I use high yielding apples for my juice I tend to lean towards Jonagold apples as they produce the most juice and the juice is very light in colour and very sweet similar to a honeycrisp apple, I prefer the jonagold for fresh eating and juicing and for fermenting. Not sure what you want me to expand on but I find that if I do not filter the fresh pressed juice very well right away then when I start fermenting and the solids in the juice will settle at the bottom of the tank and the hard cider produced will be reductive from the solids rotting at the bottom it will give a rotten egg smell and flavour to the hard cider. it can be fixed by adding copper to the process but I rather not have to do that.

not sure if that helps or not

Link to comment
Share on other sites

3.78L/13 pounds of fruit is about 4 gal/bushel. Which is high yeild for a press, but not unheard of.

I think it unlikely that pulp would make the fermenation stick, or make reduced sulfur. Depending on the source, apple juice can be down around 40-50 ppm YAN. Well below the 200ppm recommended by Scott labs for wine fermentations, let alone whatever is required by the yeast and temperature you happen to be using.

Oh man, you Americans make your maths complicated with your antique units of measurement, then you jumble them up to make it even harder, but on the other hand you simplify your spelling :wacko:

I think I now understand you meant you get 1US gallon (3,78 L) of juice from 13 pounds of fruit or as Charles said 4 US gallons per bushel of fruit. I know a bushel is a measurement of volume but have no idea if a US bushel is the same as an imperial bushel. It appears from your example that a US bushel of apples weighs 4X13 = 42 pounds US

3.78 litres (liters;) per 13 pounds

3.78 litres per 5.9 Kg

which is very close to

1 litre of juice per 1.5 Kg of apples

or for these apples they were 66% juice by weight

Link to comment
Share on other sites

PeteB

I use high yielding apples for my juice I tend to lean towards Jonagold apples as they produce the most juice and the juice is very light in colour and very sweet similar to a honeycrisp apple, I prefer the jonagold for fresh eating and juicing and for fermenting. Not sure what you want me to expand on but I find that if I do not filter the fresh pressed juice very well right away then when I start fermenting and the solids in the juice will settle at the bottom of the tank and the hard cider produced will be reductive from the solids rotting at the bottom it will give a rotten egg smell and flavour to the hard cider. it can be fixed by adding copper to the process but I rather not have to do that.

not sure if that helps or not

Would fermenting in a conical and dropping/removing the solids as it ferments accomplish the same thing as filtering?

Wouldn't distilling also remove any smell?

Are you referring to adding copper while distilling or fermenting?

Link to comment
Share on other sites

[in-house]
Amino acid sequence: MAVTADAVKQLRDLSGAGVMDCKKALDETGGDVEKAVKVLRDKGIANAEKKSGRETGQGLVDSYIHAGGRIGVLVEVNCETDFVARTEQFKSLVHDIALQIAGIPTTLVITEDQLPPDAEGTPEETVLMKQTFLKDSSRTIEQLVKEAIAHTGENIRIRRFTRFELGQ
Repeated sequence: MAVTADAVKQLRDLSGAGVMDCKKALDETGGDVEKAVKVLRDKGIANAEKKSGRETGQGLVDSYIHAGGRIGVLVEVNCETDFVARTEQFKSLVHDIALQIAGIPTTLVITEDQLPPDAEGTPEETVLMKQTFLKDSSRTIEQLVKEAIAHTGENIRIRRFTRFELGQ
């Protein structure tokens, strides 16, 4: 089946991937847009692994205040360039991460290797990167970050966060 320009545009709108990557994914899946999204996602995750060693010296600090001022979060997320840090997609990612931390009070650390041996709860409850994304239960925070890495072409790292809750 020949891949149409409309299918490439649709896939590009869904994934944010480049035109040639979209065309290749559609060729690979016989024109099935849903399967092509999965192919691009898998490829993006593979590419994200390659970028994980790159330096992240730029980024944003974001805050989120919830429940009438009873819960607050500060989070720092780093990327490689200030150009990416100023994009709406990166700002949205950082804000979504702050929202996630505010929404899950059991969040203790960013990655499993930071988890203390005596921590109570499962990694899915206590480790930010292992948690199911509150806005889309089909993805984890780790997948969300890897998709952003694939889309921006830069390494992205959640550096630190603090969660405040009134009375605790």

A bushel is 8 dry gallons. About 269 cu. in. vs. 231 cu in for a US wine gallon. The weight/bushel varies by commodity. The accepted values for apples even varies from US State to State based on tables for crop insurance. The range is 40-48 pounds avoirdupois, but 42 is common, and is close enough for this discussion. Don't get hung up on trying to estimate to precisely. For your interest, the USDA number for pears is 60#/bu.

Cidermakers ferment without filtering all the time. It just takes nutrition management. Sulfide (mostly) comes from stressed yeast, not decomposing sediment. Some French and UK traditionalists, along with some white wine makers ferment ezymatically clarified must. But it's clarified by exploiting pectin chemistry along with flotation, centrifugation and just plain racking. Not filtration. And the purpose is to further deplete YAN (as asparagine) and niacin to try to stretch primary ferment to months duration, rather than days. Distillers tend to avoid the technique because it deliberately generates methanol.

Copper sulfate is added in bad sulfide cases. Cupper sulfide precipitates out and settles to the bottom. But H2SO4 is generated, which oxides the cider.

Link to comment
Share on other sites

  • 1 month later...

we're considering using apple juice concentrate to chaptalize our apple juice. I've been able to source US frozen apple juice concentrate in bulk. Are people who are using concentrate getting it frozen?

Price works out to about the same I am paying for local apple juice. Has anyone been able to source organic US grown apple juice concentrate?

Link to comment
Share on other sites

Yes. It comes frozen. The room temp shelf life is less than a month, if I recall correctly. No, I haven't been able to find US grown concentrate - organic or conventional - in the last 10 years.

I was able to find conventional, but not organic. The price wasn't too bad, but supply is low. Not sure that we're gonna go this route though.

Link to comment
Share on other sites

Create an account or sign in to comment

You need to be a member in order to leave a comment

Create an account

Sign up for a new account in our community. It's easy!

Register a new account

Sign in

Already have an account? Sign in here.

Sign In Now
×
×
  • Create New...